The incessant "marimba" alarm clock so frustrated the New York Philharmonic orchestra conductor that he stopped the performance this week. Albert Gilbert and the rest of the audience heard the phone in the front row, which, according to one audience member continued for "5 minutes or so." This video is a mock-up of how the ringing may have interrupted Mahler's Symphony No. 9:
Gilbert stopped the orchestra and said, "We'll wait" and stared at the potential culprits in the front row. He then said, "Turn off the phone." But the phone didn't stop ringing, despite yells from the otherwise cultured audience: "Get out!" "Turn it off" "Throw them out!" Lincoln Center is investigating why its ushers didn't follow protocol and address the audience member.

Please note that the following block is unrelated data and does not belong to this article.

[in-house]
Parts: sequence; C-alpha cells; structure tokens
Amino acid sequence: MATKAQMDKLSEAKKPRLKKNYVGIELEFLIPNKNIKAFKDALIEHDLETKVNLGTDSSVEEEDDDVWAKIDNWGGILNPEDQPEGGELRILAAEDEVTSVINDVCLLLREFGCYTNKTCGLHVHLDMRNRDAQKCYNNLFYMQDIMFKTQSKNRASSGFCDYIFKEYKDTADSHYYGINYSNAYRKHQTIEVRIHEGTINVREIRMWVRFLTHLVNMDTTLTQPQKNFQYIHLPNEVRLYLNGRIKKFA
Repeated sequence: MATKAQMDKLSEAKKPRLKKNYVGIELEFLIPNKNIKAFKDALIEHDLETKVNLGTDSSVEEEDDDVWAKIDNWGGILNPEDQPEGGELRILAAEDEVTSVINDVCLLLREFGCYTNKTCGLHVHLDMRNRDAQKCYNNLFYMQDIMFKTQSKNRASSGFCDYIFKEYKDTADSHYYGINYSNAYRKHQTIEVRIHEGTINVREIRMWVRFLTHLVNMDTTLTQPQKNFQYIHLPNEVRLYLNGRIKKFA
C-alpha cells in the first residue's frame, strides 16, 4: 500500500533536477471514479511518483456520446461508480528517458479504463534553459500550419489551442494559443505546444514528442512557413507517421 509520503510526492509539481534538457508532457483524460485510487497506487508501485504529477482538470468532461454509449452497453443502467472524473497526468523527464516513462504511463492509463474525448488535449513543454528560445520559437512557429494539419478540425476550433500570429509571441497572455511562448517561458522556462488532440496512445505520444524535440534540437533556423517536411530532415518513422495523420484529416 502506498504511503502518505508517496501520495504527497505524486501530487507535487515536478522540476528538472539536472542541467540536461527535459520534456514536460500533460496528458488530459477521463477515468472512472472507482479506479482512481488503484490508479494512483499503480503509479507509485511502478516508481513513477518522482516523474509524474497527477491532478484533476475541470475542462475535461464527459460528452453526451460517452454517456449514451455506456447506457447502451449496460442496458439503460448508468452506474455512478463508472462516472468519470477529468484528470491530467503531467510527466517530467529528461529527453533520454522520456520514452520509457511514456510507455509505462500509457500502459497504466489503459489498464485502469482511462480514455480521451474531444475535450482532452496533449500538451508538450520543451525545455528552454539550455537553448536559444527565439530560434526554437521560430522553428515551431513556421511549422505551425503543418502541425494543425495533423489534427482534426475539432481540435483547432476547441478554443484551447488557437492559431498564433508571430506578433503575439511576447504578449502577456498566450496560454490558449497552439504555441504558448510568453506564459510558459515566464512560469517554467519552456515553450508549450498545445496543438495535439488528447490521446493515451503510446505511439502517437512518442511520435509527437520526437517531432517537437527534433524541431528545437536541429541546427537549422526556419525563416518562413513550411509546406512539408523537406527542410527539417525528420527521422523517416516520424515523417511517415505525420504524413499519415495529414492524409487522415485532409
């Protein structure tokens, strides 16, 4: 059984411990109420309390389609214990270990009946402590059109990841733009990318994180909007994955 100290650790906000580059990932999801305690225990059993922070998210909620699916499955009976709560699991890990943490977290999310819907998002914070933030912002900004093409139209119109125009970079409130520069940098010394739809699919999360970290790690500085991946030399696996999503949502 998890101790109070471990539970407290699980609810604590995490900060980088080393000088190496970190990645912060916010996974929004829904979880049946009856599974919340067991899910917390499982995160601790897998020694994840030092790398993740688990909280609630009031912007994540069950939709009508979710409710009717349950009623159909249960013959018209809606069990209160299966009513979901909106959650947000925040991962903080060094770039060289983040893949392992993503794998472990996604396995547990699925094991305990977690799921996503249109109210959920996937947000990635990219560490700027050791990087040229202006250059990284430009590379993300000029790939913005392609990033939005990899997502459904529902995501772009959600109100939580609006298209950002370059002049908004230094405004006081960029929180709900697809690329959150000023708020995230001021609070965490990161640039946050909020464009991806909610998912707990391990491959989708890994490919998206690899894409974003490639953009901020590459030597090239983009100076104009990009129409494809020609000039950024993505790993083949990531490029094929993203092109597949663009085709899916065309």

So how did this happen, and why didn't the audience member turn off the phone?
"Patron X" didn't want to be identified but told the New York Times that his company just swapped his BlackBerry for an iPhone, and he didn't realize that an alarm was set. Although he thought he turned off his cell phone, the alarm went off anyway.
Gilbert accepted an apology, which Patron X explained to the New York Times:
"It was just awful to have any role in something like that, that is so disturbing and disrespectful not only to the conductor but to all the musicians and not least to the audience, which was so into this concert."
"I hope the people at that performance and members of the orchestra can certainly forgive me for this whole event. I apologize to the whole audience."
- The Washington Post Style Blog offers these cell-phone etiquette suggestions for performances. Do you agree with these? What other steps would you recommend to audience members?
- Do you buy Patron X's explanation? Could this happen to any of us?
- What's your view of texting during a movie?